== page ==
Zoom zero-day vulnerability: Answers to the questions you should be asking
The Zoom vulnerability for Mac users has raised a number of questions for both current and prospective Zoom customers, and rightly so.
According to security researcher Jonathan Leitschuh, the “vulnerability allows any website to forcibly join a user to a Zoom call, with their video camera activated, without the user’s permission.” Before it was patched, this vulnerability left potentially 4 million webcams exposed.
In this post, we’ll take a closer look at Zoom’s zero-day vulnerability situation, address the questions we’ve been getting, and offer additional thoughts on steps you should take moving forward.
Has Zoom addressed the problem?
Zoom is taking steps to fix the vulnerability.
Zoom’s use of a local web server on devices allowed users to join meetings faster, but is not best practice and allowed anyone to bypass native Safari controls. Zoom rectified that, removing the local web server. Zoom also worked with Apple to push out an update to remove the vulnerable Zoom component on all Macs.
Zoom is improving its bounty program by going live with a public disclosure program. This will supplement Zoom’s current private bug bounty program.
Users can now uninstall Zoom manually by clicking the “Uninstall Zoom” button in the menu. By choosing this option, the Zoom app and web server, as well as your saved settings, will be removed from the device. This will prevent an uninstalled Zoom app from reinstalling without your permission (one of the vulnerabilities discovered).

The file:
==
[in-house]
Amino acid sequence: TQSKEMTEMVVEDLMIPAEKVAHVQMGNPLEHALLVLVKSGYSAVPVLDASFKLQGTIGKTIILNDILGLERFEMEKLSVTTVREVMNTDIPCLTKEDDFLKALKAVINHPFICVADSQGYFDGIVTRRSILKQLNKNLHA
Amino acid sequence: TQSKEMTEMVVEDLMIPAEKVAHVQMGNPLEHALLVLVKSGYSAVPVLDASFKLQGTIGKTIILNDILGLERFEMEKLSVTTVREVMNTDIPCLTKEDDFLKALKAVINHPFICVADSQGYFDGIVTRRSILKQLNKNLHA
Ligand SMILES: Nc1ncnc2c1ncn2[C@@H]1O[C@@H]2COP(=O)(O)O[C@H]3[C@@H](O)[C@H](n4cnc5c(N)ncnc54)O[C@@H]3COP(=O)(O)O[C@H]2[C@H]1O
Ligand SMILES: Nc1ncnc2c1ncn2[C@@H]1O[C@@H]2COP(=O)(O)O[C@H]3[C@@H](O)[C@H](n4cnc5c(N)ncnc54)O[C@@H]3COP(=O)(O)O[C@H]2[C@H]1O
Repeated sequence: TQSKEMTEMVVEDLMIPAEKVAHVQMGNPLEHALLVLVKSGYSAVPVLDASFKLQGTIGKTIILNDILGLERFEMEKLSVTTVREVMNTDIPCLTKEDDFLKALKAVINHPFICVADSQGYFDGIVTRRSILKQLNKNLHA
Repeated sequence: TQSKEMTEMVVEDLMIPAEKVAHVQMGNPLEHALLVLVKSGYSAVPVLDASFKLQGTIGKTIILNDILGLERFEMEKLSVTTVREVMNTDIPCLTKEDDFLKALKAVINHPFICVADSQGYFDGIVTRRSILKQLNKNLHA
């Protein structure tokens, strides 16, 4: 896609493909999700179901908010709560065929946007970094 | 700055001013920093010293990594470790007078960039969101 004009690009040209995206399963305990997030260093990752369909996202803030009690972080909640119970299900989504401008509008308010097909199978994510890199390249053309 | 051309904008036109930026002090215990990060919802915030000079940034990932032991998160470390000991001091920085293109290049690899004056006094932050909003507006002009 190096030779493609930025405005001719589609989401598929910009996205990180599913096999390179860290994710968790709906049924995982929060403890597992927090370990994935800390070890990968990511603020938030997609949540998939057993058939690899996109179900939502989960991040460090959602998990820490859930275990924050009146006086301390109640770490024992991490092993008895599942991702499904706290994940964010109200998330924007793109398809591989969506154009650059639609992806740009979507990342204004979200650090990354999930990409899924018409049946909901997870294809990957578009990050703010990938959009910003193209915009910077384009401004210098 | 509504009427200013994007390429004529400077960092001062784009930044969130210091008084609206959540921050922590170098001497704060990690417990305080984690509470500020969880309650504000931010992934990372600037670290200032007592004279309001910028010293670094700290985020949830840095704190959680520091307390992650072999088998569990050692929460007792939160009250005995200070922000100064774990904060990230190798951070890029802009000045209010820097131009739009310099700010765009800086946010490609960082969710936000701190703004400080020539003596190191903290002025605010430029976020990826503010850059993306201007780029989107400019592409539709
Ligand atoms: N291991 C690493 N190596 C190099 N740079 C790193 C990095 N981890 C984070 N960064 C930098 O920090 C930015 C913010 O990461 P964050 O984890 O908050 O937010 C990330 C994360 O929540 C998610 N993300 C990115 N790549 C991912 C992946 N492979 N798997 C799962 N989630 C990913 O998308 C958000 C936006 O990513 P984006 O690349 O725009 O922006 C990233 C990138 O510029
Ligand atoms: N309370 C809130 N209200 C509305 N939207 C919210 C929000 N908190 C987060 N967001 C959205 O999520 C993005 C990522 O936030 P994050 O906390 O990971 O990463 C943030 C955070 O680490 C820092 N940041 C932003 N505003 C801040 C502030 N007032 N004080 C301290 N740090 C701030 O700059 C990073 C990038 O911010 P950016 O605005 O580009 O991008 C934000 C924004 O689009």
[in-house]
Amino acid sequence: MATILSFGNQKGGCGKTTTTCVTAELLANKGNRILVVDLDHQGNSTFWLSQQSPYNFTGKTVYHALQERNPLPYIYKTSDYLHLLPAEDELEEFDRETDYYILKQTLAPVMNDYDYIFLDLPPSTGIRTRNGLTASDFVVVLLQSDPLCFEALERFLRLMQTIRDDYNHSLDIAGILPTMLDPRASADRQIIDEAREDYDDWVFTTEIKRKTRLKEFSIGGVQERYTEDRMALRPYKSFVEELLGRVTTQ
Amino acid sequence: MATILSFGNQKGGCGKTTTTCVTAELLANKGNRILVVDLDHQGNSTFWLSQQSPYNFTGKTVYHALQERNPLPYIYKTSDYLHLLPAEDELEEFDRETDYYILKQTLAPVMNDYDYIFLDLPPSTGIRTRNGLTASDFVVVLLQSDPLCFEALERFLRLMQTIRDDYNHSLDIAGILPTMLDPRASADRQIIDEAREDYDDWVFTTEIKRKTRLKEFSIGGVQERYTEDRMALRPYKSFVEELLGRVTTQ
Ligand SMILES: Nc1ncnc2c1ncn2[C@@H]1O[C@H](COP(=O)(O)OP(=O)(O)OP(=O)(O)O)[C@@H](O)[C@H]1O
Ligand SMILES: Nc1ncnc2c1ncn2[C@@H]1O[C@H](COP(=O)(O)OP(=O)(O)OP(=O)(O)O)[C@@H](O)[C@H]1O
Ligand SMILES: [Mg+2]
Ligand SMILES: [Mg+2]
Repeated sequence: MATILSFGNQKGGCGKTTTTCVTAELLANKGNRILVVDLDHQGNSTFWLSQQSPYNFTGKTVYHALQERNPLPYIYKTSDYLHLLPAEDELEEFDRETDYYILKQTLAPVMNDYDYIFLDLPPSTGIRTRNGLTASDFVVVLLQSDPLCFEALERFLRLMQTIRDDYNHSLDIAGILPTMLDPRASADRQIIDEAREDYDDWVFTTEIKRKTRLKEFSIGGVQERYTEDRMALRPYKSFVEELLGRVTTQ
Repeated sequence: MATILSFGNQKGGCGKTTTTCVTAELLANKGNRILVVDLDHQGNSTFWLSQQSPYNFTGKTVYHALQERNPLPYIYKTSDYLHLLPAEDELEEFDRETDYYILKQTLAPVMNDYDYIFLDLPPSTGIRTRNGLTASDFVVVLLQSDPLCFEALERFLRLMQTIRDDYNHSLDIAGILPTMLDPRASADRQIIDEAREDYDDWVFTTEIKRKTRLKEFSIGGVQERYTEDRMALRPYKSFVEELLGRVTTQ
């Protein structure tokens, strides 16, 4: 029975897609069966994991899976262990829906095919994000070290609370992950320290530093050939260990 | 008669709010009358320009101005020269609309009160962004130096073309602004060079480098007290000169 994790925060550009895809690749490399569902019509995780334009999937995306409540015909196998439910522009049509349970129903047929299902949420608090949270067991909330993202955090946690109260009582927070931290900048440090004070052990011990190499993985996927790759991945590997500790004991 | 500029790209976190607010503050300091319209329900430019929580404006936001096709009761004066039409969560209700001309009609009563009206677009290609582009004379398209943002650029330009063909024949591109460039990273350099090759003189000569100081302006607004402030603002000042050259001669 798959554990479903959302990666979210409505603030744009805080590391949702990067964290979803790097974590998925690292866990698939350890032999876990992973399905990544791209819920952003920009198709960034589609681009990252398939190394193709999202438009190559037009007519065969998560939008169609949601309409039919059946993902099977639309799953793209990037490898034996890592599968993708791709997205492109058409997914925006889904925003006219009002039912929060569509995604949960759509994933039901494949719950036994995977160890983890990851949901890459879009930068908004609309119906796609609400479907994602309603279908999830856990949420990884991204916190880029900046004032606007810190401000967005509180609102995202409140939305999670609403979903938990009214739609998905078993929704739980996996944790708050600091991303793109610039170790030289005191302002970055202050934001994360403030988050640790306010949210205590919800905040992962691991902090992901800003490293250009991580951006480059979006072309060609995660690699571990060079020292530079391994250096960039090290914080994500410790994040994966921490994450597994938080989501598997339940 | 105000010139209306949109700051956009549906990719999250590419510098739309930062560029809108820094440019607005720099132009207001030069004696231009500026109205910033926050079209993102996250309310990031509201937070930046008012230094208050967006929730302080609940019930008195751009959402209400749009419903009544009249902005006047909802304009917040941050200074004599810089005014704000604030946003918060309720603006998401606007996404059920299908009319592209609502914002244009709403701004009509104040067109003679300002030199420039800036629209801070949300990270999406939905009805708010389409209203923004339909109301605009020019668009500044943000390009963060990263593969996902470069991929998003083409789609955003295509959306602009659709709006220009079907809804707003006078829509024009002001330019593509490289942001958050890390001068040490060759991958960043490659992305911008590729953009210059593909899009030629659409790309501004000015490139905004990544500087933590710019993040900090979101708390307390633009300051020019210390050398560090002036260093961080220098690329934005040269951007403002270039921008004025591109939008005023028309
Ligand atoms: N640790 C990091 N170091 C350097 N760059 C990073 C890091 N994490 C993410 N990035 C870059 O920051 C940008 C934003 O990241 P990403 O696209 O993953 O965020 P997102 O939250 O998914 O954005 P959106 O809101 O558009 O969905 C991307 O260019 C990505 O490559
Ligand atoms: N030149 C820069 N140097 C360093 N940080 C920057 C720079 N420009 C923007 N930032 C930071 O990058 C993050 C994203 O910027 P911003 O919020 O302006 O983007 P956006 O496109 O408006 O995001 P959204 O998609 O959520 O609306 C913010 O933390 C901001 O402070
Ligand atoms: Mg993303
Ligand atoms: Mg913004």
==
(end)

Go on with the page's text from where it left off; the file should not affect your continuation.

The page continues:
Like most organizations, Zoom has to weigh user experience vs. additional controls. It chose a path, something happened, and the organization addressed it. While the situation might not have been handled with full transparency initially, Zoom worked to address this vulnerability and has taken other steps to ensure the safety of its user base and regain trust.
Should existing customers continue with Zoom or look for alternative platforms?
Vulnerabilities happen – it’s part of the risk we take working with technology every day. Maybe Zoom could’ve reacted sooner or addressed the vulnerability in a more timely manner, but the way Zoom handled the issue did not indicate any kind of gross negligence or lack of due care.
Because of this, most customers shouldn’t be quick to abandon Zoom. It remains the only product to solve the laundry list of video conferencing problems, offering the best product and experience on the market.
If a company decides to rashly block any communications tool on its network without first implementing and training staff on a new tool, it would likely disrupt the business. While security is important, companies need to weigh the pros and cons of how strict a security posture they want or need with how it would change their business operations.
What should potential Zoom customers do?
Potential customers are slowing down the buying process, and rightfully so. It’s important to do your due diligence, take a deeper look at this entire situation – from the fault in the design, to how Zoom handled everything – and weigh your options. Take a measured and thoughtful response instead of making a knee-jerk reaction.
More importantly, use these issues as an opportunity to reinforce good habits in your own operations and organizational DNA.
Make sure you adhere to common security controls and practices like alerting/monitoring, DNS checking, and web and email filtering. All of this can offer additional ways to help identify and stop malware from fully activating. Understand the true impact this incident will have on your organization in order to guide an appropriate action.
Ultimately, this event likely shouldn’t be the deciding factor when considering video conferencing solutions. If you’re in the market for a video conferencing app, take your time, do your homework, and make sure you’re comfortable with your purchasing decision.
If you have further questions about the Zoom zero-day vulnerability and how it affects your organization moving forward, contact your SHI account executive.
Jeff Cobb and Elliott Foreman contributed to this post.